Pre-diabetes is a new revenue stream for drug companies

With the soaring number of people being diagnosed with pre-diabetes the implications of early and aggressive treatment with medication may be anything but a lifesaver for the patient, but is going to ensure than big pharma remains profitable.

Always listen to the warning signs

The marker for pre-diabetes is a glucose level higher than normal, but not as high as in diabetes. Most conventionally-trained physicians would still consider you something between naturally healthy and off kilter. But, the truth is, pre-diabetics have a 50 percent higher risk for developing heart disease and stroke vs. non-diabetics.

Conventional medicine strongly suggests that we treat pre-diabetes “early and aggressively” with intensive lifestyle changes – including the use of toxic pharmaceuticals. The problem is diabetic drugs have proven to be largely ineffective in reducing the damage done to the cardiovascular system and (usually) make health problems worse – with a wide range of negative side effects like weight gain.

“Early” diagnosis promotes sick care – NOT health

The gold standard for a diagnosis of type-2 diabetes has changed over the last decade. A normal fasting level today is considered below 100mg/dl. A person with pre-diabetes has a fasting level between 100 and 125mg/dl. When the level rises to 126mg/dl or above, a person has diabetes.

Pre-diabetes is a premature assumption, it isn’t a opportunity to catch a disease earlier. In most cases, pre-diabetic conditions require lifestyle changes – not an increase in drug consumption.

Sickness makes pill pushers very happy

Pharmaceutical companies are salivating at the prospect of taping into a market with a potential customer base of 105 million in America alone and growing. There are an estimated 79 million of adults with pre-diabetes which represents a staggering 39% increase from 2008. What a dream disease for the pharmaceutical cartel.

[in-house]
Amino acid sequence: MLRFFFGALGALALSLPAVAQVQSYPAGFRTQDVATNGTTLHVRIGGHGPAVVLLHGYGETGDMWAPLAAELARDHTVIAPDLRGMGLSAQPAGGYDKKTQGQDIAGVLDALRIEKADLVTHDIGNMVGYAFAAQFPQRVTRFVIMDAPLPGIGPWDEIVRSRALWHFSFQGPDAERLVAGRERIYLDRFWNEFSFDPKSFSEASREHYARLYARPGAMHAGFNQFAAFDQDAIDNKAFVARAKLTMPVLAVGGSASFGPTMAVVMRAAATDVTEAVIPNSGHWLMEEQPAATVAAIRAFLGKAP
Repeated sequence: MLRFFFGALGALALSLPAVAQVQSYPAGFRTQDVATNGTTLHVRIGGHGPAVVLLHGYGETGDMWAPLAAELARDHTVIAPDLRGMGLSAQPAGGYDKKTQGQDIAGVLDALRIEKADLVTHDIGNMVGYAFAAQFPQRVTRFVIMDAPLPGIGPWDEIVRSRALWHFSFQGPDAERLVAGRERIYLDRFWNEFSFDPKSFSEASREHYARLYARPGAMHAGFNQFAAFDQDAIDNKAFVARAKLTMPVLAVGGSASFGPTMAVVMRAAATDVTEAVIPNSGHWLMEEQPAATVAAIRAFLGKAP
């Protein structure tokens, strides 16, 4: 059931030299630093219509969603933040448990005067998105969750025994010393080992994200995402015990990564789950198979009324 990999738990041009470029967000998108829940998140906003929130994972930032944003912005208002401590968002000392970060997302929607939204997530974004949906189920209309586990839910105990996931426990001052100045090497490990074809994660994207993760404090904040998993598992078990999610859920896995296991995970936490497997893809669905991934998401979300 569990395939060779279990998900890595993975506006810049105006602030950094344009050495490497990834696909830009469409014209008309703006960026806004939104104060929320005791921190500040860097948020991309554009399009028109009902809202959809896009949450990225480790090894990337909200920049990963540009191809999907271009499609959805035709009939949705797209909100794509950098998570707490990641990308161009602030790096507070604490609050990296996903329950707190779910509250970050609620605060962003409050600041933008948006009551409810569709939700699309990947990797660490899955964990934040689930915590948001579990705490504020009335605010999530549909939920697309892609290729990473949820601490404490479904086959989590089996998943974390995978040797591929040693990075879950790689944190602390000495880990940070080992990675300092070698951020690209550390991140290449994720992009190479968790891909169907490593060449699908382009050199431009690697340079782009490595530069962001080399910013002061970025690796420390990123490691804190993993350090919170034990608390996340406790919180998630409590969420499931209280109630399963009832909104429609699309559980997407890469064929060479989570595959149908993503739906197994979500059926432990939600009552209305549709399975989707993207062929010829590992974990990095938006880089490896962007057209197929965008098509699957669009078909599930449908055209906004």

In 2009, the U.S. diabetes market grew 17% from 2008, reaching 14.9 billion and worldwide it generates sales of more than $25 billion according to independent business information provider Visionagain, and by 2019 – Moringstar projects the worldwide oral drug market to grow to over $55 billion.


Is it a crime to profit without helping people?

Pharmaceutical companies are searching for more revenue as many of their high-priced drugs are coming off patent, and there will be generic versions ready to roll. This is why there is so much focus on the pre-diabetes market. Oral drugs like Actos, which are known to cause terrible side effects including bladder cancer, are being pushed for a solution to pre-diabetes even if it isn’t a solution for type-2 diabetes.

Guess what? Actos doesn’t improve the outcome for diabetics, yet in the U.S. alone it accounted for just about $1.8 billion in sales in the first half of 2010 and the total diabetes market in the first half of 2010 was $8.7 billion – nearly as much as the sum total of 2005.

Conventional science estimates that nearly 1 in every 3 adults could have diabetes by 2050. Let’s prove them wrong by encouraging our friends and family to live a healthy lifestyle filled with organic, fresh food and healthy living habits